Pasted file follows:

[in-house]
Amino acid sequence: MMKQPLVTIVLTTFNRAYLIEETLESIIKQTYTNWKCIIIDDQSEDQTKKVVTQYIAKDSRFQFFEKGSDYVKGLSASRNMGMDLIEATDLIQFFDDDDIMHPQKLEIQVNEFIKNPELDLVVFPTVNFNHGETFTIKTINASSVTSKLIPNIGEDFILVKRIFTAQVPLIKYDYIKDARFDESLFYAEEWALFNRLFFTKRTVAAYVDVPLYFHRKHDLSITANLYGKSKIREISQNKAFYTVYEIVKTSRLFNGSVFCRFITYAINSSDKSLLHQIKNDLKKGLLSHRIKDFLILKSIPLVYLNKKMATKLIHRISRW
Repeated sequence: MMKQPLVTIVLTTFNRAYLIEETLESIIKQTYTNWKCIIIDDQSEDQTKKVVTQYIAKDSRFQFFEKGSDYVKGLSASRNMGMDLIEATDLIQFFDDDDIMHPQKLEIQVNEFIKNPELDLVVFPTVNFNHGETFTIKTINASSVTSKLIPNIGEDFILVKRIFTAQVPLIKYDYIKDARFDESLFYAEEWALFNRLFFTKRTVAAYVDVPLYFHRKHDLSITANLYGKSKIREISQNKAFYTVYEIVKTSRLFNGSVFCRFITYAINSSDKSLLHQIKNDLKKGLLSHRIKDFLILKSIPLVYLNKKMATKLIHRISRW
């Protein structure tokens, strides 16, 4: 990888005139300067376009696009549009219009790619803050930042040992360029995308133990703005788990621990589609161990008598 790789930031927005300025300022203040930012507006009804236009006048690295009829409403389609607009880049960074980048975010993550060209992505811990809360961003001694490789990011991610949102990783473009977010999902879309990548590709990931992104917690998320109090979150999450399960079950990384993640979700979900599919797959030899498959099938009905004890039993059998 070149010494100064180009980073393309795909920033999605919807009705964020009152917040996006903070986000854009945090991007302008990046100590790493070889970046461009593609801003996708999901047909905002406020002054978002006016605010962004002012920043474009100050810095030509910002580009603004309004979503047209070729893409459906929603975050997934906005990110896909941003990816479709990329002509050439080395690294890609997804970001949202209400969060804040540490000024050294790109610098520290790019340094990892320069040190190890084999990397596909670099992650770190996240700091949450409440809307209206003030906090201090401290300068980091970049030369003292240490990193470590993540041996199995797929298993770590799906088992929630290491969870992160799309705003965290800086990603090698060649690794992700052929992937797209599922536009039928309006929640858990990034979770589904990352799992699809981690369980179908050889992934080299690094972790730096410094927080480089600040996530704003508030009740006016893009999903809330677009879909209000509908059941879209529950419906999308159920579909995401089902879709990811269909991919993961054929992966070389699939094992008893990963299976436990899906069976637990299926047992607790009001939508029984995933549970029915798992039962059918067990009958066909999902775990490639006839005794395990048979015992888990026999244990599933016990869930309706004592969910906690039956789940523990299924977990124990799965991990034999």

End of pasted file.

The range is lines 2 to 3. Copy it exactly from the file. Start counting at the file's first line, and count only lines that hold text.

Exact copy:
Amino acid sequence: MMKQPLVTIVLTTFNRAYLIEETLESIIKQTYTNWKCIIIDDQSEDQTKKVVTQYIAKDSRFQFFEKGSDYVKGLSASRNMGMDLIEATDLIQFFDDDDIMHPQKLEIQVNEFIKNPELDLVVFPTVNFNHGETFTIKTINASSVTSKLIPNIGEDFILVKRIFTAQVPLIKYDYIKDARFDESLFYAEEWALFNRLFFTKRTVAAYVDVPLYFHRKHDLSITANLYGKSKIREISQNKAFYTVYEIVKTSRLFNGSVFCRFITYAINSSDKSLLHQIKNDLKKGLLSHRIKDFLILKSIPLVYLNKKMATKLIHRISRW
Repeated sequence: MMKQPLVTIVLTTFNRAYLIEETLESIIKQTYTNWKCIIIDDQSEDQTKKVVTQYIAKDSRFQFFEKGSDYVKGLSASRNMGMDLIEATDLIQFFDDDDIMHPQKLEIQVNEFIKNPELDLVVFPTVNFNHGETFTIKTINASSVTSKLIPNIGEDFILVKRIFTAQVPLIKYDYIKDARFDESLFYAEEWALFNRLFFTKRTVAAYVDVPLYFHRKHDLSITANLYGKSKIREISQNKAFYTVYEIVKTSRLFNGSVFCRFITYAINSSDKSLLHQIKNDLKKGLLSHRIKDFLILKSIPLVYLNKKMATKLIHRISRW